Whole body net calcium balance reflects the relationship between the dietary calcium intake and
all routes of calcium loss. Positive calcium
balance occurs when calcium intake exceeds
calcium loss, and is necessary for bone growth
and peak bone mass to be achieved. Negative
calcium balance will lead to a decrease in bone
mass and density. Calcium loss is the sum of the
faecal, urinary, and dermal calcium losses. Faecal
calcium loss accounts for about 75–80% of the
dietary calcium ingested (Schroeder et al. 1972),
but about 20% of this is of endogenous origin
(Melvin et al. 1970). As discussed further below,
the urinary calcium loss may be influenced by a
number of factors, and the acidity of the urine,
which may in turn be influenced by the composition of the diet, appears to be an important factor
(Ball & Maughan 1997). The loss of calcium
through the skin is often estimated at 60 mg ·
day–1, but this may substantially underestimate
the actual calcium loss of individuals who
engaged in strenuous training programmes
(Matkovic 1991). Sweat calcium losses as high as
57 mg · h–1 have been reported during exercise
(Krebs et al. 1988). Sweat calcium concentration is
typically about 1 mmol · l–1 (40 mg · l–1), so losses
may be very much greater than this when sweat
rates are high or when prolonged exercise is performed, especially in hot environments (Shirreffs
& Maughan 1997).
Dietary factors other than calcium intake may
be of importance, and the association between
high protein diets and an increased urinary
calcium loss is widely accepted (Lutz 1984;
Kerstetter & Allen 1990); this effect appears to be
a consequence of the acid load that results from
protein metabolism. The effects of an acid load in
increasing urinary calcium output are well established, and the US Surgeon General’s Report on
Nutrition and Health (1988) concluded that
‘increased acidity induces calcium loss by
increasing renal excretion directly as well as by
increasing the dissolution of mineral from the
skeleton and impairing mineral deposition.’
A recent comparison of the dietary intake of
omnivorous women and a matched group of
vegetarians showed that the vegetarians had a
lower dietary protein intake and a lower 24-h
total urinary acid excretion than the omnivorous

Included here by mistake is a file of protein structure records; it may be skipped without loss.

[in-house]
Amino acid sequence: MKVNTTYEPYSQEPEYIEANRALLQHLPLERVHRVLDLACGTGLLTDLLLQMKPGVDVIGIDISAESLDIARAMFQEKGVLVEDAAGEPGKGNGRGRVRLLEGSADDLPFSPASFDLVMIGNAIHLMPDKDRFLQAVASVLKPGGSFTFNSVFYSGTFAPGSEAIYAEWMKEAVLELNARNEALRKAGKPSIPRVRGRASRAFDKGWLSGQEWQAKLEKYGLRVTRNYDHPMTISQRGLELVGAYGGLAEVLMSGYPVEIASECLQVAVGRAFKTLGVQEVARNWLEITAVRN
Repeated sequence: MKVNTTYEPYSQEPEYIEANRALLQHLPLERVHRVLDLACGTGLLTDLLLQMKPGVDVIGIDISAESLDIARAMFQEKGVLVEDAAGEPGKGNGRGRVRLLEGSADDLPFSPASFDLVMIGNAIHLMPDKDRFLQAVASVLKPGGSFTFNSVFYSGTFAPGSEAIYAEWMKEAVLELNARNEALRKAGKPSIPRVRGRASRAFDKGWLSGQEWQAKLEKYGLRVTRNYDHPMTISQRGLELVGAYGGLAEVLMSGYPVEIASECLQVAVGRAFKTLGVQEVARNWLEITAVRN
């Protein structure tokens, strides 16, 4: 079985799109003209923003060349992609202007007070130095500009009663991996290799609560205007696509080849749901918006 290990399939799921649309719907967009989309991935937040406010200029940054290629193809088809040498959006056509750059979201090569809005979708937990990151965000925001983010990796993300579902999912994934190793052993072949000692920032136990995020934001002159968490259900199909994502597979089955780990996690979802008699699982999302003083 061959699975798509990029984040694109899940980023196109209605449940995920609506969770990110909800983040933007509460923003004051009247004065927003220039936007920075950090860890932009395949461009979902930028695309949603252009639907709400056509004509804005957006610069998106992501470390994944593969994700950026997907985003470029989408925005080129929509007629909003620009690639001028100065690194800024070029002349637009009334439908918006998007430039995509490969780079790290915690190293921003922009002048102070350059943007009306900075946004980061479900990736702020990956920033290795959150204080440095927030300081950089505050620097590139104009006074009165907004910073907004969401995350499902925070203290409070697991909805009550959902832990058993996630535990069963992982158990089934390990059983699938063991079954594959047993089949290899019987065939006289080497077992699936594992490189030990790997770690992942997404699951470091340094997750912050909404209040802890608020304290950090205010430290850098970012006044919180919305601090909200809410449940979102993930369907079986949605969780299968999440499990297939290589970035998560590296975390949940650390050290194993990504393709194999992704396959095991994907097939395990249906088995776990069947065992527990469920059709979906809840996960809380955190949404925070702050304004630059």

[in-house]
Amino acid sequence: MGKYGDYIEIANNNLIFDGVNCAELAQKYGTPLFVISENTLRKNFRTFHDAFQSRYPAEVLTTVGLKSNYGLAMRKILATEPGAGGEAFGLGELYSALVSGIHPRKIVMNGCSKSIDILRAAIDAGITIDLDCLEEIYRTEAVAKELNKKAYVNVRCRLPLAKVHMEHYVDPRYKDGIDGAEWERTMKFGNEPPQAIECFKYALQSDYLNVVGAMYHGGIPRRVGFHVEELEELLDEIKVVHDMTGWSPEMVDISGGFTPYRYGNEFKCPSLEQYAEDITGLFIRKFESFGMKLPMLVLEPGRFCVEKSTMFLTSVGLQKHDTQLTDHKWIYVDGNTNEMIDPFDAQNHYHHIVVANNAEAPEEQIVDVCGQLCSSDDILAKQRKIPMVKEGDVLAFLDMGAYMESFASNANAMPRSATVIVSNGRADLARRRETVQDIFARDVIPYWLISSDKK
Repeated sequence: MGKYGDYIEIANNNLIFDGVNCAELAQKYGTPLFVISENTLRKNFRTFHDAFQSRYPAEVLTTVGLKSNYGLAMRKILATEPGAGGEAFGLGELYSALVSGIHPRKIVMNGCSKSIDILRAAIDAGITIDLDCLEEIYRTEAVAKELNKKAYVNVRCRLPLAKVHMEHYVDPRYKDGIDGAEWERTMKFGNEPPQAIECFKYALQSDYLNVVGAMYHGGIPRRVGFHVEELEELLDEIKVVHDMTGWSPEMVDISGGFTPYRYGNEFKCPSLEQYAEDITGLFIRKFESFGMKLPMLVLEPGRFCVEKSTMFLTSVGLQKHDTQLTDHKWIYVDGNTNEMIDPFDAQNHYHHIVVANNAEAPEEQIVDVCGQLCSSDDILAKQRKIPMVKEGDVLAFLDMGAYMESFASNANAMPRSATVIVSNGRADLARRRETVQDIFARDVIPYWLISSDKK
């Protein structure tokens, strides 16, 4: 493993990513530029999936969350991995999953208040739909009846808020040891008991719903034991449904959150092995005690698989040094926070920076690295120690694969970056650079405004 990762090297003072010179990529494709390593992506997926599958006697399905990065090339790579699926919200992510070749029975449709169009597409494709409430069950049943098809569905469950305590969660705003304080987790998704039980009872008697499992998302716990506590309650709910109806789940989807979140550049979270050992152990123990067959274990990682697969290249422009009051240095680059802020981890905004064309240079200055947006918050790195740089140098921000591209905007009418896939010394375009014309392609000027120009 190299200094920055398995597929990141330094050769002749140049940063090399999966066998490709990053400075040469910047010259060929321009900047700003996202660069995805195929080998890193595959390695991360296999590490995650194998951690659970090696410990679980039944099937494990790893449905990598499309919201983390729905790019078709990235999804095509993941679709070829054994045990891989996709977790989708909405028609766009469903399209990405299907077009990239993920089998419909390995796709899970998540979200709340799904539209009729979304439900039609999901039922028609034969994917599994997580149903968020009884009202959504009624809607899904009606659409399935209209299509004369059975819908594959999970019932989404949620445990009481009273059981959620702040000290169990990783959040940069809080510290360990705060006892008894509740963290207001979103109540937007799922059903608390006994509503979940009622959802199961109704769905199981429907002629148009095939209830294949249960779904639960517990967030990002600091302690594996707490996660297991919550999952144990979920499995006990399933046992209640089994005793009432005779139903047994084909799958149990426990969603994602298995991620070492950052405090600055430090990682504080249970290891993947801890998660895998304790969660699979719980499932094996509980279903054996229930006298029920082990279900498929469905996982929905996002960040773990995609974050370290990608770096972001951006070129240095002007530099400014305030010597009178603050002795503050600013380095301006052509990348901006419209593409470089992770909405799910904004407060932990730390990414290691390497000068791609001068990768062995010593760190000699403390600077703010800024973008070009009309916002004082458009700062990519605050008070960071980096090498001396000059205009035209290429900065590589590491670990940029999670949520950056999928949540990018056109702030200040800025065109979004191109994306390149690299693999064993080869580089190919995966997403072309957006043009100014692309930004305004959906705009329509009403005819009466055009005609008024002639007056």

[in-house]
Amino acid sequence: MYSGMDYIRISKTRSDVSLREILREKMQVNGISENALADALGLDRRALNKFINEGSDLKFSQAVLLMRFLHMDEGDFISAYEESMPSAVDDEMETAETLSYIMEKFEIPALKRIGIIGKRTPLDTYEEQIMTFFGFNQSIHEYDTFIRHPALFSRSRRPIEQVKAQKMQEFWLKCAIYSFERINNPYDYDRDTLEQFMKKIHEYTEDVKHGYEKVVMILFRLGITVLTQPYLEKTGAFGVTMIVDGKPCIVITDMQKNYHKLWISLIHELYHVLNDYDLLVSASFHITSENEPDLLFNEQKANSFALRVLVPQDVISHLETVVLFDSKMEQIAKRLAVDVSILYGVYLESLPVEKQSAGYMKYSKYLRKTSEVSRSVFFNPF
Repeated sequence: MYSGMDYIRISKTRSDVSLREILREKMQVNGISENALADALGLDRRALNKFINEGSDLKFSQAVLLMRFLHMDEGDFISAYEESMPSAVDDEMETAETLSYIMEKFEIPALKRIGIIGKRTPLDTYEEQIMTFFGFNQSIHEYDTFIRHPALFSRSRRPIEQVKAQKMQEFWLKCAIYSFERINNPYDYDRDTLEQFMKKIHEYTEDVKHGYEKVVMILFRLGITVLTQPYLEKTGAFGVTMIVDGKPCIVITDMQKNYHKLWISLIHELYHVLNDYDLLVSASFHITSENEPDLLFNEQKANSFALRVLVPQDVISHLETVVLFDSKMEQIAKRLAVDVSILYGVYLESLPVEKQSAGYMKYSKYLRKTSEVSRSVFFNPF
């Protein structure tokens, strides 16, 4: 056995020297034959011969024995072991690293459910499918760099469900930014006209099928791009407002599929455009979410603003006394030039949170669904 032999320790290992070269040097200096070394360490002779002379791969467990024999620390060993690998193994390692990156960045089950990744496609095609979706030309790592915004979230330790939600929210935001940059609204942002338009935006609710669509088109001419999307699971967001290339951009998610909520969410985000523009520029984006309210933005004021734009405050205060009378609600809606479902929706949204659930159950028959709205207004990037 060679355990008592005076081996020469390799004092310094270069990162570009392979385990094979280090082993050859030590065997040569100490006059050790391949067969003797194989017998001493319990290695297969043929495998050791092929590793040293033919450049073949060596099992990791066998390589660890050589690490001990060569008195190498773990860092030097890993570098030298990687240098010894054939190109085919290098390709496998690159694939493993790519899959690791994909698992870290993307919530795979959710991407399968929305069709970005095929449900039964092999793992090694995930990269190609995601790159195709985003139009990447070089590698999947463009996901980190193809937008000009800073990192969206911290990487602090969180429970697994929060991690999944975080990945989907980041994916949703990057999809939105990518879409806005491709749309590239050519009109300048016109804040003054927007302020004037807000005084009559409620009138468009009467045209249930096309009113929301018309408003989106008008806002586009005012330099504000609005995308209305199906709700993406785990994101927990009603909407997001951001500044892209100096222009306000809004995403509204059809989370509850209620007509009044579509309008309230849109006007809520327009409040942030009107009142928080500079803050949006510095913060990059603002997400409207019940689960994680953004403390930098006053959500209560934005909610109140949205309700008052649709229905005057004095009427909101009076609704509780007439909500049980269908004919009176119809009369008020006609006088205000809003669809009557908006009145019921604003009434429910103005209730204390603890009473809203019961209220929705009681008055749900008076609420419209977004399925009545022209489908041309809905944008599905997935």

women (Ball & Maughan 1997). Although there
were no differences between these groups in the
estimated (7-day weighed intake) dietary
calcium intake, the daily urinary calcium excretion of the omnivores was significantly higher
than that of the vegetarians. These results are
consistent with the suggestion that the acid/
alkaline characteristics of the habitual diet have
implications for calcium balance, and that this
may be amenable to manipulation by alteration
of specific dietary components.
There have been numerous recent reviews of
the current state of knowledge regarding nutri-
nutrition and exercise
Fig. 23.1 Most forms of exercise are good for bone
health and should be encouraged in youngsters. Only
a few athletes, most commonly young women in
sports where low body mass confers an advantage, are
likely to suffer accelerated bone mass. Photo ©
Allsport / M. Powell.
tion and bone metabolism and these have been
summarized in the US Surgeon General’s Report
on Nutrition and Health (1988) (see Chapter 7).
Exercise and calcium balance
Acute exercise results in a prompt increase in
serum calcium, both in its ionized and nonionized forms. This may be due in part to lactic
acidosis rather than to changes in PTH and calcitonin concentrations, and haemoconcentration is
also likely to be a significant factor (Vora et al.
1983; Cunningham et al. 1985). Marathon
running was found to be accompanied by a transient decrease in urinary calcium and serum
osteocalcin levels (Malm et al. 1992). Endurance
training has been reported to be associated with
increased serum levels of the active form of
vitamin D, leading to increased calcium absorption and a rise in total body calcium (Yeh & Aloia
1990). A few studies have demonstrated exerciserelated elevations in PTH (Ljunghall et al. 1985,
1986; Salvesen et al. 1994), but this has not been
confirmed in other studies (Aloia et al. 1985).
The influence of calcium intake and physical
activity on peak bone mass has been the subject
of much attention (Kanders et al. 1988; Mazess &